The Keyboard ProblemThe second problem to conquer, hardware-wise, is the fact that there is not a detachable keyboard for the CoCo. In the past, what I have done to solve this is to find an older keyboard, and re-wire it so that the keys on the keyboard map to the IO matrix that the CoCo expects. This usually involves a lot of soldering, a rather thick cable between the keyboard and the computer, and an irrevocably altered case. None of these were desirable, so, after a week or so of crouching on the ground typing on the old machine, I broke down and got a PS/2 keyboard interface from Cloud9. This allows me to plug a readily available, modern keyboard into the Color Computer. I had a mini keyboard in the style of the original IBM PC which I used. It's got real springs in the keys and makes some very satisfying, if somewhat loud, clacky sounds while typing. Between that and the coiled cable, it is very retro-awesome.
Rescuing the FilesIn order to copy the files off of the floppies and on to something a little more reliable, I used another product from Cloud9, their SuperIDE interface. There are essentially two interfaces like this, one created by Cloud9, and the other put together by the Glenside Color Computer club -- who, incidentally, have been annually hosting the "last" CocoFest for over twenty years at this point. Because the Cloud9 interface supports NitrOS-9, and because NitrOS-9 and DriveWire integration is pretty tight (I used DriveWire later on in the process), I went with the SuperIDE interface. This interface allows me to hook up IDE devices to the CoCo, and access them like regular hard drives. In my case, I used a ZIP drive to do initial backups, and a compact flash card to do the initial booting into NitROS-9. I also used the compact flash to back up RSDOS (ie, native color computer) disks. HDB-DOS, an extension to Disk Extended Color BASIC (or, "DECB" for short), allows a CF card to look like 255 individually addressable floppies. For the first four floppy drives, a command allows you to switch back and forth between real floppy drives and the virtual ones, which allows you to copy between the physical drives and the CF card. After some long nights of babysitting the machine while changing floppies, accompanied by a database to track which slot had which virtual floppy, the easy part of copying the RS-DOS files was done.
This setup also allows for partitioning of a CF card (or other IDE device) to have two partitions -- one, RSDOS "floppies" as described above, and the other, an OS-9 partition. One of the emulated floppies serves as the boot floppy for the OS-9 system, and can be set to execute when the system powers on. This setup requires you to load a custom version of HDB-DOS into one of the ROM banks in the SuperIDE interface (The custom ROM image points to the correct offsets for the partitions), and creating an OS-9 boot floppy image suitable to your system, loaded into the correct "floppy" slot. Make backups, and make backups often! Use a scratch CF card, instead of one you might mind losing data on. Setting this up can be a little tricky, but is well worth the effort. Cloud9 can also set you up with a preformatted CF card, to save you the effort. Many thanks to Mark Marlette and Boisy Pitre over at Cloud9, who answered all my dumb questions and got me un-stuck on more than one occasion!
Access to OS-9OS-9 proved to be slightly more difficult, especially as I was not to be satisfied by simply backing up the files into a safer medium than that which a dying hard drive provided. I wanted to get these files off of that hard drive, and accessible to a PC. Cloud9 offers a service for this, but I wanted to give it a go first, before admitting defeat. After many false starts, This is what I did:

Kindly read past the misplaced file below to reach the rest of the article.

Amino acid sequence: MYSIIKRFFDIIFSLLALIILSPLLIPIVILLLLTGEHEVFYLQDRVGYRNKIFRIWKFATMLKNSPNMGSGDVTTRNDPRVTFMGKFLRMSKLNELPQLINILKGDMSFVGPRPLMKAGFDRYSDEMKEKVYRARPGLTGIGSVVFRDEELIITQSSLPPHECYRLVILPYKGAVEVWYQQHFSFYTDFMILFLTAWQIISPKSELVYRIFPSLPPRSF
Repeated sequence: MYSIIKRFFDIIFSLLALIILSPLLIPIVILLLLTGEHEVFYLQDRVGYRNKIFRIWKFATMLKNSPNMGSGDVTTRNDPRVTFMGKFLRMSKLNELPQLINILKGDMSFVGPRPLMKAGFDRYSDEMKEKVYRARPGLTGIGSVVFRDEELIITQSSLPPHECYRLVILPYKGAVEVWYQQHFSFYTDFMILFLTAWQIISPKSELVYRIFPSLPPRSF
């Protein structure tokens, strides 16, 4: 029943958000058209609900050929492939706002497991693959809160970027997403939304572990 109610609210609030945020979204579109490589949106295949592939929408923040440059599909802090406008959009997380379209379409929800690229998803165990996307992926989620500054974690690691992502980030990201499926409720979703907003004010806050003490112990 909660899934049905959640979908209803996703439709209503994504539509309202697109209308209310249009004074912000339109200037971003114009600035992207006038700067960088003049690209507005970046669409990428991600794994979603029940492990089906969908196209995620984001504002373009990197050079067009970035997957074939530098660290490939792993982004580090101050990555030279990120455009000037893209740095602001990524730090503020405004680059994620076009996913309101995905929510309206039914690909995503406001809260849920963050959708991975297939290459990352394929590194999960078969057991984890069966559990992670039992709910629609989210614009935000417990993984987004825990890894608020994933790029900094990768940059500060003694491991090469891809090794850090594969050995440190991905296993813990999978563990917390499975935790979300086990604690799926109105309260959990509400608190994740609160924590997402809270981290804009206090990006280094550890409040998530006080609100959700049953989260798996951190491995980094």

1. Create a NitrOS-9 boot disk, and alter it to allow access to the old hard drive. RLL and MFM hard drives are not plug and play. Even on the PC, the user of these devices had to know things like the number of cylinders, sectors, the sector size, and the desired interleave factor to get them to work right. In the CoCo, same thing. For the Burke & Burke interface, and using OS-9, you create a driver description file (which uses a core driver module, provided here by B&B ages ago), which contains this information. These are hard to set up. In older versions of OS-9, the order of modules in the OS9Boot file matters, and they must be in contiguous sectors on the disk. Size matters, as well, and the entire process of creating a viable boot disk with a working boot file is very, very finicky. Fortunately, when I was young, I saw the danger of losing this information, once I got it right, and made many backups of the boot floppy. Like, a lot of backups. Ten, maybe twenty. The paranoia, as it turns out, was justified -- these 30 year old floppies started failing pretty regularly once I started accessing them again.
|Fragile. So very fragile.|
I fortunately had some floppies which were "new" -- never opened, never used (but still decades old). These also proved to be a little unreliable, but less so, and, mostly good enough. From here, with the same (arduous) process described above, I created a NitrOS-9 boot disk, and added in the old drivers. NitrOS-9 is a more modern implementation of OS-9, and is actively maintained (go here for the code base, and here for more information), so, the process is a bit easier these days, but it can still be touch and go. After a few tries, I had access to the old hard drive under NitrOS-9.
From here, make many, many backups of the boot floppy, and continue to the next step.
2. Alter the boot disk so that it can talk to the Color Computer and some sort of modern hardware at the same time. Ideally, this would mean that the boot disk would be able to talk to a modern hard drive (a PATA/IDE drive, in my case, since I am using the SuperIDE interface. Interfaces for SCSI exist, as well), and the old RLL/COCO XT drive at the same time. Another very desirable feature would be to talk to a modern PC using something like DriveWire. Having this all at the same time would be ideal.